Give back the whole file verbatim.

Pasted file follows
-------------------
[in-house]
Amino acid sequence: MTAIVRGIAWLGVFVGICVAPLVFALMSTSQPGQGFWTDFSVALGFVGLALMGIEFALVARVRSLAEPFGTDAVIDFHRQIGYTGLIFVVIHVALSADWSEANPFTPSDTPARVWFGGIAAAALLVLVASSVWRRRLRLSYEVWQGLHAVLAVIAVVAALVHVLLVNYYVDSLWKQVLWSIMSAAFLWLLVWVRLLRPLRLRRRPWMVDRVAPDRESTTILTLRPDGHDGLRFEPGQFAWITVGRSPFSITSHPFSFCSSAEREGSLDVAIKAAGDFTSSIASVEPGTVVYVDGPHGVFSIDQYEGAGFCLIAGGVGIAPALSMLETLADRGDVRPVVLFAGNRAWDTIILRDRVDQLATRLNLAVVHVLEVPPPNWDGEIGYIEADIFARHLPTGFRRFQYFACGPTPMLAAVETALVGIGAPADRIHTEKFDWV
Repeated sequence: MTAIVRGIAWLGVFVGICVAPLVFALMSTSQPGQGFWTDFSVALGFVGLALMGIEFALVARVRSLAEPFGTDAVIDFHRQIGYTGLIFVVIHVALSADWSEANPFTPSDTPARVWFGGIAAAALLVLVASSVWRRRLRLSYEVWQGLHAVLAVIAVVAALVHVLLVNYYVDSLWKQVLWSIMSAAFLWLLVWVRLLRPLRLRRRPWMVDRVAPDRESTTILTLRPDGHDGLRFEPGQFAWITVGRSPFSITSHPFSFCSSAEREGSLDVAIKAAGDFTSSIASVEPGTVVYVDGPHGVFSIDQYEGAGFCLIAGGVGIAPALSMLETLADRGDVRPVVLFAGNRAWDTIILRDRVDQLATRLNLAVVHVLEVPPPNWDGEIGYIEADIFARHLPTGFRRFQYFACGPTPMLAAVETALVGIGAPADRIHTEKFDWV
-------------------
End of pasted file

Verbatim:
[in-house]
Amino acid sequence: MTAIVRGIAWLGVFVGICVAPLVFALMSTSQPGQGFWTDFSVALGFVGLALMGIEFALVARVRSLAEPFGTDAVIDFHRQIGYTGLIFVVIHVALSADWSEANPFTPSDTPARVWFGGIAAAALLVLVASSVWRRRLRLSYEVWQGLHAVLAVIAVVAALVHVLLVNYYVDSLWKQVLWSIMSAAFLWLLVWVRLLRPLRLRRRPWMVDRVAPDRESTTILTLRPDGHDGLRFEPGQFAWITVGRSPFSITSHPFSFCSSAEREGSLDVAIKAAGDFTSSIASVEPGTVVYVDGPHGVFSIDQYEGAGFCLIAGGVGIAPALSMLETLADRGDVRPVVLFAGNRAWDTIILRDRVDQLATRLNLAVVHVLEVPPPNWDGEIGYIEADIFARHLPTGFRRFQYFACGPTPMLAAVETALVGIGAPADRIHTEKFDWV
Repeated sequence: MTAIVRGIAWLGVFVGICVAPLVFALMSTSQPGQGFWTDFSVALGFVGLALMGIEFALVARVRSLAEPFGTDAVIDFHRQIGYTGLIFVVIHVALSADWSEANPFTPSDTPARVWFGGIAAAALLVLVASSVWRRRLRLSYEVWQGLHAVLAVIAVVAALVHVLLVNYYVDSLWKQVLWSIMSAAFLWLLVWVRLLRPLRLRRRPWMVDRVAPDRESTTILTLRPDGHDGLRFEPGQFAWITVGRSPFSITSHPFSFCSSAEREGSLDVAIKAAGDFTSSIASVEPGTVVYVDGPHGVFSIDQYEGAGFCLIAGGVGIAPALSMLETLADRGDVRPVVLFAGNRAWDTIILRDRVDQLATRLNLAVVHVLEVPPPNWDGEIGYIEADIFARHLPTGFRRFQYFACGPTPMLAAVETALVGIGAPADRIHTEKFDWV